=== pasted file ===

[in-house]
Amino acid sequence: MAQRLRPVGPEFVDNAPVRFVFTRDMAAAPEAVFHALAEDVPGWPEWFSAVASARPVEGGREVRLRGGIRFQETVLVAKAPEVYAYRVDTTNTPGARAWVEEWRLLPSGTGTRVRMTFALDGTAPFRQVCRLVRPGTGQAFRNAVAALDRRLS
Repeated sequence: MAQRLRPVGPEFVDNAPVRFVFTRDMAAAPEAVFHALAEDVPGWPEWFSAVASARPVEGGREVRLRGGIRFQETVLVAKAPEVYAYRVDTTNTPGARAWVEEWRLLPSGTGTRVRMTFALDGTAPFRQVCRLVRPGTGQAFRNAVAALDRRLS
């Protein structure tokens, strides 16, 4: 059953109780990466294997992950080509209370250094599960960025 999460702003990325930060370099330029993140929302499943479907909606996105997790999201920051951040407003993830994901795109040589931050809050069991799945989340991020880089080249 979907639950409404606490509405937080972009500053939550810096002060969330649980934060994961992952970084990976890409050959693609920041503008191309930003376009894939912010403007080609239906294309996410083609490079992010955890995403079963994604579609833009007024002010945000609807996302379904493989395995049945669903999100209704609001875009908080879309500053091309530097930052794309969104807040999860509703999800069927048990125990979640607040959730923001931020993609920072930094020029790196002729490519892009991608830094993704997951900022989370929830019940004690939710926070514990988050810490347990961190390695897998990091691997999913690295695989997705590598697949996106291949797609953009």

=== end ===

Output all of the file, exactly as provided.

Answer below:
[in-house]
Amino acid sequence: MAQRLRPVGPEFVDNAPVRFVFTRDMAAAPEAVFHALAEDVPGWPEWFSAVASARPVEGGREVRLRGGIRFQETVLVAKAPEVYAYRVDTTNTPGARAWVEEWRLLPSGTGTRVRMTFALDGTAPFRQVCRLVRPGTGQAFRNAVAALDRRLS
Repeated sequence: MAQRLRPVGPEFVDNAPVRFVFTRDMAAAPEAVFHALAEDVPGWPEWFSAVASARPVEGGREVRLRGGIRFQETVLVAKAPEVYAYRVDTTNTPGARAWVEEWRLLPSGTGTRVRMTFALDGTAPFRQVCRLVRPGTGQAFRNAVAALDRRLS
């Protein structure tokens, strides 16, 4: 059953109780990466294997992950080509209370250094599960960025 999460702003990325930060370099330029993140929302499943479907909606996105997790999201920051951040407003993830994901795109040589931050809050069991799945989340991020880089080249 979907639950409404606490509405937080972009500053939550810096002060969330649980934060994961992952970084990976890409050959693609920041503008191309930003376009894939912010403007080609239906294309996410083609490079992010955890995403079963994604579609833009007024002010945000609807996302379904493989395995049945669903999100209704609001875009908080879309500053091309530097930052794309969104807040999860509703999800069927048990125990979640607040959730923001931020993609920072930094020029790196002729490519892009991608830094993704997951900022989370929830019940004690939710926070514990988050810490347990961190390695897998990091691997999913690295695989997705590598697949996106291949797609953009």